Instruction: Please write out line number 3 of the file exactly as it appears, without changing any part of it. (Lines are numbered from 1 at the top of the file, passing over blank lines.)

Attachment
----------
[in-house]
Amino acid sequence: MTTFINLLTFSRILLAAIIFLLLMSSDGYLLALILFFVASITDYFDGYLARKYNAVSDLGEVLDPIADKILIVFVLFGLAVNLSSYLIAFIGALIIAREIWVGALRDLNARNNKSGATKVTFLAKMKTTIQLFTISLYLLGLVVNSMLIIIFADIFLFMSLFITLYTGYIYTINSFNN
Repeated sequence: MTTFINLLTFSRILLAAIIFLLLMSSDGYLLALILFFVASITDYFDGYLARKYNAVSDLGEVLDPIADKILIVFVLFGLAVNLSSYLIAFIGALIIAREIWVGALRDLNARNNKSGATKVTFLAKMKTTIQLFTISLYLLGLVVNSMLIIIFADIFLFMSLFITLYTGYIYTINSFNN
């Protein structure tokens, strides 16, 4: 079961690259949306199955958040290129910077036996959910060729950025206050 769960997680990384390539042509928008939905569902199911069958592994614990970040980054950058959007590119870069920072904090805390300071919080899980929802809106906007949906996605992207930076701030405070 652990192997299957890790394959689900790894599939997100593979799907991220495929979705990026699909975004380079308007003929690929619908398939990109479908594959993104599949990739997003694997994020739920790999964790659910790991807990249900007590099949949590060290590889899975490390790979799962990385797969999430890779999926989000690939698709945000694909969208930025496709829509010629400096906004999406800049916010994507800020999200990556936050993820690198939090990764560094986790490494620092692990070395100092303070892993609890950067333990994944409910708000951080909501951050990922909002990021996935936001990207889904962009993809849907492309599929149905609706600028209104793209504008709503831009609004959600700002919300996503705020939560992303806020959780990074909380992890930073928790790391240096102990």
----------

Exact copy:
Repeated sequence: MTTFINLLTFSRILLAAIIFLLLMSSDGYLLALILFFVASITDYFDGYLARKYNAVSDLGEVLDPIADKILIVFVLFGLAVNLSSYLIAFIGALIIAREIWVGALRDLNARNNKSGATKVTFLAKMKTTIQLFTISLYLLGLVVNSMLIIIFADIFLFMSLFITLYTGYIYTINSFNN